Mausoleum of Abubakr Kaffal Ash-Shashi

 

Mausoleum of Abubakr Kaffal Ash-Shashi. Uzbekistan, TashkentThe Mausoleum of Abubakr Kaffal ash-Shashi is one of the most significant cultural and architectural monuments of Tashkent, a part of the historical and architectural complex of Hazrat Imam, located in the old part of the city.

Historically, the architectural ensemble of Hazrat Imam appeared thanks to the Mausoleum of Abubakr Kaffal ash-Shashi, around which there were erected new buildings, for centuries having formed the whole complex. Square and architectural ensemble received the name of Hazrat Imam (‘Holy Imam’) in honor of the famous imam, an expert on the Quran, scholar and preacher Abubakr Kaffal ash-Shashi. The great scholar and theologian, was born in Tashkent, in 903, in the family of a handicraftsman - Kaffal (masters of making skilled locks). The child was named in honor of the companion of the Prophet Muhammad and the first Caliph - Abu Bakr. He got an excellent education in madrassas in Tashkent, and then in Bukhara, Termez and Samarkand. Abubakr was considered as a student and spiritual successor of the famous Muslim theologians and scholars - Imam Al-Bukhari and Muhammad at-Tirmidhi. Deeply devoted to the Muslim religion Abubakr Kaffal ash-Shashi repeatedly carried out Hajj (pilgrimage) to Mecca, traveled to the largest cities of the Muslim world, meeting and debating with the most prominent Muslim scholars of that time. His knowledge of theology was so great, and the authority was so indisputable that in the Arab world, Abubakr was named the Great Imam.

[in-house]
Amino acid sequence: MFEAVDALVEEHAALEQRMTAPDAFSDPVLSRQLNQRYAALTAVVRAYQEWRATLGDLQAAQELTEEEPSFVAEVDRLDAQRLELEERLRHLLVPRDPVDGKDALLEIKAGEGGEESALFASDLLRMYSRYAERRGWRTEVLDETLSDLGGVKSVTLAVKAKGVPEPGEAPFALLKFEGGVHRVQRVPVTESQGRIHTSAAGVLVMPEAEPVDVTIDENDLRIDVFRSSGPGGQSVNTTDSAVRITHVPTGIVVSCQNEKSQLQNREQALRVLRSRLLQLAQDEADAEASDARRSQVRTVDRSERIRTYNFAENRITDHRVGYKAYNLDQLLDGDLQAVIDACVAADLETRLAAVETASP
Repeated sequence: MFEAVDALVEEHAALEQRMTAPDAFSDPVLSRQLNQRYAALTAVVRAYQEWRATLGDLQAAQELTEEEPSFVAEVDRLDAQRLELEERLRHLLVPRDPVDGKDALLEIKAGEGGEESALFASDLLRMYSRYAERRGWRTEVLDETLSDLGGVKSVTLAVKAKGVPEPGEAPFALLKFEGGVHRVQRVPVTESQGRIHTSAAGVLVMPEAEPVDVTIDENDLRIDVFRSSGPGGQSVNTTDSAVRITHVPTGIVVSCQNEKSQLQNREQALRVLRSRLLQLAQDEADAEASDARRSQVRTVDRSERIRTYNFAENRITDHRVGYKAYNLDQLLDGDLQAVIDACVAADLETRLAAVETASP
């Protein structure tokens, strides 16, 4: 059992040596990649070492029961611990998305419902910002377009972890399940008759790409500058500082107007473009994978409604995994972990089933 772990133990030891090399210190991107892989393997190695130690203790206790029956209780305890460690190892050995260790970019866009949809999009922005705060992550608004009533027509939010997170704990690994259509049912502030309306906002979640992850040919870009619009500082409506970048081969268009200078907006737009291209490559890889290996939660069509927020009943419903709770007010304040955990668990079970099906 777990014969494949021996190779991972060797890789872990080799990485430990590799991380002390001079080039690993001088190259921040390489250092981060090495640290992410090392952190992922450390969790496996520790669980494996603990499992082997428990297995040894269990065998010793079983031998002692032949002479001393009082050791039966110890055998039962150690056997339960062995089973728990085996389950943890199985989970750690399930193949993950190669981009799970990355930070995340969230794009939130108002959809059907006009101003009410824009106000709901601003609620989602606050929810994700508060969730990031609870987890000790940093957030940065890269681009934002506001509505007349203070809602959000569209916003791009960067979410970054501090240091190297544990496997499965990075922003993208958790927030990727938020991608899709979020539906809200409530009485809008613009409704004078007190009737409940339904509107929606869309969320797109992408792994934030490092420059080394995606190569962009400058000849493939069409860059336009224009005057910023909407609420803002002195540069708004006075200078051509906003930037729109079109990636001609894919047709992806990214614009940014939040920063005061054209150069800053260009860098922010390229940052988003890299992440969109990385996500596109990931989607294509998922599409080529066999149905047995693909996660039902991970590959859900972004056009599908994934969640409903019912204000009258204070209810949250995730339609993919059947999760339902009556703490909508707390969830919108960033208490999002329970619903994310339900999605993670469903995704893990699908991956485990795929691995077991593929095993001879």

Abubakr Kaffal ash-Shashi devoted his life to the spread of Islam and religious education. That is why in 976 after the death of Kaffal ash-Shashi the place where he was buried (in a suburban garden - Bogi-Keykaus, at the fortress wall of Tashkent), was considered to be a saint one. Mausoleum of Abubakr Kaffal Ash-Shashi. Uzbekistan, TashkentThe building of the first Mausoleum of Abubakr Kaffal ash-Shashi built in the X century did not survive. On its place in the middle of the XVI century, built a new mausoleum was built which has been preserved to this day.

The Mausoleum of Abubakr Kaffal ash-Shashi which became a place of Muslim pilgrimage was built in an unusual architectural style - khanakah (a shelter for dervishes and pilgrims). It has quadrangular form and asymmetrical design. In addition, it is located on a high platform, raises the mausoleum above the rest of the buildings. Despite the massiveness, the Mausoleum of Abubakr Kaffal ash-Shashi seems to be heavenward and tall and even slender not only because of the platform, but also because of its crowning dome. It is interesting that the portal faces to the north, but not in the direction of Mecca, as in most of the mausoleums. Apart from a large cross-shaped hall, the building of the mausoleum has three tiers of cells (hujras) for pilgrims, located in the corner pylons.

In the XVI century, all the Mausoleum of Abubakr Kaffal ash-Shashi was covered with exquisite majolica, today you can see only a few surviving fragments. Some of the inscriptions can be still restored - these are suras of the Koran, they were written in white and gold color. But the inscriptions made ​​in the green cannot be restored - that is information about the construction itself - architects, craftsmen, and goodness of the place where the mausoleum is located. It is here that the oldest preserved pandjara (window grate), which now is 500 years old, as well as skilled doors of the XVI century.

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